The Pure Gold Company
The Pure Gold Company is featured discussing how nerves around a nuclear war has affected the price and buying of gold, also who is currently buying gold.
By Martin Waller
The correlation between the Vix index and the price of gold has been noted here before. The Vix, or volatility index, is produced by the Chicago Board Options Exchange and measures the market’s confidence or nervousness. When markets are nervous, investors tend to pile into gold as an established safe haven, forcing the price higher.
A similar correlation seems to be emerging between gold and the actions of the President of the United States since Donald Trump won the election in November. The gold price spiked at above $1,300 an ounce in the days before the poll, but plunged in the weeks that followed as it became obvious that the Trump administration was keen on economic stimulus, which would be good for share prices and would draw investors out of gold.
In addition, higher inflation might be good for gold, which is held as a hedge against it, but any consequent rise in US interest rates would be bad for the metal’s price because they would offer investors in US Treasuries a better yield. Gold, by its very nature as an inert metal, does not offer a yield. So went the argument then. The price has been rising again in recent weeks as tensions over the Korean peninsula have been increasing.
Yet the relationship is more complex than a straight read-across from rising fears of Armageddon to the hoarding of a precious metal. The rise has been accompanied by a fall on global stock markets, itself driven by political uncertainty. Then there is an inverse correlation between gold and the dollar. The US currency has been weak because of signs that the American economy may not be doing as well under President Trump as had been thought. Yesterday’s consumer prices figures indicated that the outlook for inflation was fairly benign. All this delays the next US interest rate rise and puts pressure on the dollar.
Then there are seasonal factors. The gold price tends to strengthen towards the autumn as Asian farmers convert the money they get from harvesting into the metal. Demand also increases during the gift-laden wedding season in India, which is approaching.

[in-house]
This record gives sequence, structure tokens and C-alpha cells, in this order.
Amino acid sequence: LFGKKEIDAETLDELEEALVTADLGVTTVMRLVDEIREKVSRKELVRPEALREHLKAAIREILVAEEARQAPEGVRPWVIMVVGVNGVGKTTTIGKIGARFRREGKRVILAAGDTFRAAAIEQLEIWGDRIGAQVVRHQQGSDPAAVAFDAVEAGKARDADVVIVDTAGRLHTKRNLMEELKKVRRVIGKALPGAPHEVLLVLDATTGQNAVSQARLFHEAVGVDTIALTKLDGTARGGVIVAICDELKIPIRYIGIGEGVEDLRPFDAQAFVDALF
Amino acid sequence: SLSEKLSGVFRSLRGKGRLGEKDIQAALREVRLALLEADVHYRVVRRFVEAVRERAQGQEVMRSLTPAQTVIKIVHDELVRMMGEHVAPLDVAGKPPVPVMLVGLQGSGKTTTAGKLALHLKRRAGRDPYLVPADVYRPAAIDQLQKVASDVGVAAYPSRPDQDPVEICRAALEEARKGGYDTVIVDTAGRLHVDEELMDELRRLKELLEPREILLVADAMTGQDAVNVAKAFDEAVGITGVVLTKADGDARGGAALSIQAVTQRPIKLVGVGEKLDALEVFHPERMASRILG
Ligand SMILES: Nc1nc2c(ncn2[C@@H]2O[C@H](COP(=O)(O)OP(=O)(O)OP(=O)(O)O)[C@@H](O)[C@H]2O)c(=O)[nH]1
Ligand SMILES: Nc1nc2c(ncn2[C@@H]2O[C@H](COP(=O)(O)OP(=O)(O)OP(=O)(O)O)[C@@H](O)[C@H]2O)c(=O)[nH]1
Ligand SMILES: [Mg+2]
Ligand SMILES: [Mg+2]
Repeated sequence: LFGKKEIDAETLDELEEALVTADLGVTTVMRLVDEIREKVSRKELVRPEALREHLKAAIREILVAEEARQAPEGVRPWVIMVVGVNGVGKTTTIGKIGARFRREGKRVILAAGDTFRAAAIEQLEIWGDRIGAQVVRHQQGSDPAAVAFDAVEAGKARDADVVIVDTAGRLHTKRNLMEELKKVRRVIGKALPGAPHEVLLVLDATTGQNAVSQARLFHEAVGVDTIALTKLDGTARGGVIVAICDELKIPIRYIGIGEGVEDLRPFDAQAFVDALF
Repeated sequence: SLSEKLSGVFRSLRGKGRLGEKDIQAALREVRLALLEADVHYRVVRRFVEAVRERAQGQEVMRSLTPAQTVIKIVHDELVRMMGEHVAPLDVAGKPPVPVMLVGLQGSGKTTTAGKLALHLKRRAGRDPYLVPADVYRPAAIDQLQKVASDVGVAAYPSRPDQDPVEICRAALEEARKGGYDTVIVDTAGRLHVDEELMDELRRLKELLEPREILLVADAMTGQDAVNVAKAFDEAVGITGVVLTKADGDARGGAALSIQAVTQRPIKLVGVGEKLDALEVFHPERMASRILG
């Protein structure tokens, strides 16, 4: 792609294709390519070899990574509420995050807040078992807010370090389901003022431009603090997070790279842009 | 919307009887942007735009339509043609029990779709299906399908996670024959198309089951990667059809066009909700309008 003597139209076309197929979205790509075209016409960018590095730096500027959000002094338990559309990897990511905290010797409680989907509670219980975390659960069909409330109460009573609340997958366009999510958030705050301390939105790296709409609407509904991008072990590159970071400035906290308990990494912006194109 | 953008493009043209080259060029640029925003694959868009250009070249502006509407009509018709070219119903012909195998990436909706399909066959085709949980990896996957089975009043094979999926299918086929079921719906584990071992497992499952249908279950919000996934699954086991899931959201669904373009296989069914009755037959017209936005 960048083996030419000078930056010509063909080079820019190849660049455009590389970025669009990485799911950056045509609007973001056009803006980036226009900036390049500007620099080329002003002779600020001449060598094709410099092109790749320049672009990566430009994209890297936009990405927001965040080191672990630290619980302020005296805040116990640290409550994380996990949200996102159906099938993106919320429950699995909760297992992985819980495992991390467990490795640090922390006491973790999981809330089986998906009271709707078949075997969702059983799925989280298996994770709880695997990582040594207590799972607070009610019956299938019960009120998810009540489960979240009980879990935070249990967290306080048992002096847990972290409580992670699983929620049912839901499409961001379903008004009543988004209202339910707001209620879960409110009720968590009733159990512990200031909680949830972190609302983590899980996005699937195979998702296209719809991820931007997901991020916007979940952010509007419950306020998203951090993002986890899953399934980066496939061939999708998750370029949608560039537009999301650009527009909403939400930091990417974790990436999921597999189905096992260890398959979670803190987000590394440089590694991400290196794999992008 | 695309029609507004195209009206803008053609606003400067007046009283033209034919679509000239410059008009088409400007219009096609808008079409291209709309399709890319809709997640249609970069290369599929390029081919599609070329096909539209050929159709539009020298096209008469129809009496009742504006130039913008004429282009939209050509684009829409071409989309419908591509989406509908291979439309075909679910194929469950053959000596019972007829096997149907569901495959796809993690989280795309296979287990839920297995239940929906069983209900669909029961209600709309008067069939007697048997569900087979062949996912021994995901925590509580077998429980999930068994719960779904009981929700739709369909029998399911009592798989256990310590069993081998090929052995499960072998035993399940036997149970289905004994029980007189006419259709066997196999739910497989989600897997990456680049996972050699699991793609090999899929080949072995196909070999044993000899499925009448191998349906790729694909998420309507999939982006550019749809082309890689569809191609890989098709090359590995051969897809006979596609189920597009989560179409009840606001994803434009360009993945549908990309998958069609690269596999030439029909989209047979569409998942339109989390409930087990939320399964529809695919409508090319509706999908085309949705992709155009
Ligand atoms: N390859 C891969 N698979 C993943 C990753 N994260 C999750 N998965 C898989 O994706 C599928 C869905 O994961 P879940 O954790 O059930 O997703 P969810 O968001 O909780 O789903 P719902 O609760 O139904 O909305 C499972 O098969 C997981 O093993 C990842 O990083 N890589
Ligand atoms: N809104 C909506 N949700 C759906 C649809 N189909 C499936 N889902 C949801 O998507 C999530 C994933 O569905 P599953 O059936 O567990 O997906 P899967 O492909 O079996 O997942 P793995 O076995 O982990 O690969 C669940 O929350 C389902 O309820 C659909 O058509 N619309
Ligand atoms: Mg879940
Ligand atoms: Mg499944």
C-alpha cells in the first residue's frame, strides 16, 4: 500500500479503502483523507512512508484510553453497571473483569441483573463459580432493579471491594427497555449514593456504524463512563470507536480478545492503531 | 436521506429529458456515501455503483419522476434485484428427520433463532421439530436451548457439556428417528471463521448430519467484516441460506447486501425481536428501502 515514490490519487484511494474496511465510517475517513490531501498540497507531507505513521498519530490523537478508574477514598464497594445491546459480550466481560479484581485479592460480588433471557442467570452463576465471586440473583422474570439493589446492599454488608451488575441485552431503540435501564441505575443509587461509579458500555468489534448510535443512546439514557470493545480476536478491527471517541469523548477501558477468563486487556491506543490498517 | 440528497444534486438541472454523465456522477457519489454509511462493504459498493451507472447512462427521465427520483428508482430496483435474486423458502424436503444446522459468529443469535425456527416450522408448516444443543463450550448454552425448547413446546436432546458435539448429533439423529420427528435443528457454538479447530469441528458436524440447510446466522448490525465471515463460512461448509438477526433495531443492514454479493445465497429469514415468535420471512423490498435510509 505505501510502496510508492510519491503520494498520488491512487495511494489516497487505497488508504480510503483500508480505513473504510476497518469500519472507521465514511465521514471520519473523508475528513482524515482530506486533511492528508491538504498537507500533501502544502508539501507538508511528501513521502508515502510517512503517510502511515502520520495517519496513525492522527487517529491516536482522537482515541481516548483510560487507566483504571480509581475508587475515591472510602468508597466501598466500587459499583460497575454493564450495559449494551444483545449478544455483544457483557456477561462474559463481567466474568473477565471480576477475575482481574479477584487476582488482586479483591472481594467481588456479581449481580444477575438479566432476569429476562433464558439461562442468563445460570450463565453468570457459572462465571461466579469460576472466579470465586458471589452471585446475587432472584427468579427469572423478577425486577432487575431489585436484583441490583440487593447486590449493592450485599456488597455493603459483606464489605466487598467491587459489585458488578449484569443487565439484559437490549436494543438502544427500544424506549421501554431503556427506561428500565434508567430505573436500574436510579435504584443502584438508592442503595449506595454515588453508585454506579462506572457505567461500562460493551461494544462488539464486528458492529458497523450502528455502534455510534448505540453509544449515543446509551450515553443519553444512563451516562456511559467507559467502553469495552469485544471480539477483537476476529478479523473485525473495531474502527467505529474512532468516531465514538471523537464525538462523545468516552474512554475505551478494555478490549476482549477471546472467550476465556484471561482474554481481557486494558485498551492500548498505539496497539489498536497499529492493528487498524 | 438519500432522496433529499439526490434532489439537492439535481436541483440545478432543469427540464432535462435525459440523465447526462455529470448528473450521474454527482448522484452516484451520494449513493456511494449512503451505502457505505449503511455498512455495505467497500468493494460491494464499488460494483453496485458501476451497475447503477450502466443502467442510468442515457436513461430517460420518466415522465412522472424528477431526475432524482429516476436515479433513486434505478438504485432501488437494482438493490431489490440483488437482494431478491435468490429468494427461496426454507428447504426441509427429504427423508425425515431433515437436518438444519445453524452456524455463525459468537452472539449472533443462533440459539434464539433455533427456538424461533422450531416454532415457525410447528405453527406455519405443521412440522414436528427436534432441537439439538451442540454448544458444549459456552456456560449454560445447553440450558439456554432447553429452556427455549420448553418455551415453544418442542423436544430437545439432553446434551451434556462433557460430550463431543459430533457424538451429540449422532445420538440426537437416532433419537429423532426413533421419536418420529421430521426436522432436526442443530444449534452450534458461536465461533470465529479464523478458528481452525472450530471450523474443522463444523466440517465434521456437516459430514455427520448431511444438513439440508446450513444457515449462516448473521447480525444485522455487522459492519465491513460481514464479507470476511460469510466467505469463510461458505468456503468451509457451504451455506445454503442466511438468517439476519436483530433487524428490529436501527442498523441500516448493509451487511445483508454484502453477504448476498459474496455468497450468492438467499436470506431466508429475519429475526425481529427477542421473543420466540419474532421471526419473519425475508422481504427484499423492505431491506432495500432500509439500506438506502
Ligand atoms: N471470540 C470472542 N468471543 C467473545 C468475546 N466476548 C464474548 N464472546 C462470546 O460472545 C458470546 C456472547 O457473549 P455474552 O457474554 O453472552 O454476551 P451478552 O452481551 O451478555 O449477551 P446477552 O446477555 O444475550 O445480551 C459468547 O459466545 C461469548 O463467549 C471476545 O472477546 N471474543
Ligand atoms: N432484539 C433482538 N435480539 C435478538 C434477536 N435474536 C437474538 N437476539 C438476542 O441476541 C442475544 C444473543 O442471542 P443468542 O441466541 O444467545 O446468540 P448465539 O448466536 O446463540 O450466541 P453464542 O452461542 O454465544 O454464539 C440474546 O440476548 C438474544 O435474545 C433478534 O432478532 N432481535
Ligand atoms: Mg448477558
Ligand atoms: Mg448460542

All of this suggests several factors moving the price, mostly upwards. The Vix index hit its highest since May this week, before easing back. The market is undeniably nervous.
At just above $1,287 an ounce last night the gold price is again testing $1,300. Ole Hansen, head of commodity strategy at Saxo Bank, says that there is buying from speculative investors such as hedge funds that until now have had relatively light positions in gold. According to The Pure Gold Company, a City-based dealer, first-time buying was up by 76 per cent this week, with evidence that the money was coming from low-interest savings accounts and Isa funds, suggesting that relatively unsophisticated retail investors are buying.
Are they right to? This column has suggested before that gold is not a good investment in the long term because it pays no dividends. Buying shares in the handful of London-quoted goldminers makes more sense because they provide income. As Mr Hansen says, though, if the buying of gold does presage a market collapse, those shares will be hit, as well, though a price over $1,300 might mitigate any fall.
As it happens, the four main London-listed producers have been in the news of late. Petropavlovsk, which mines in Russia, has been the focus of an investor revolt in which its co-founder, Peter Hambro, was voted off the board. The halfway trading update was positive enough, but the shares are still valued in pennies and remain an unknown quantity. Acacia Mining is locked in a dispute in Tanzania over alleged unpaid taxes. Its shares remain a highly speculative investment. The Egypt-focused Centamin, the source of some grief for investors in the past, is in a solid enough position, but dividend income is uncertain.
This leaves Randgold Resources, the biggest. This has confirmed that it will hit production guidance for 2017 at a cost of below $600 an ounce, less than half the world price. The dividend yield is about 2 per cent. Not stellar, but better than you get from a block of metal.
Source: The Times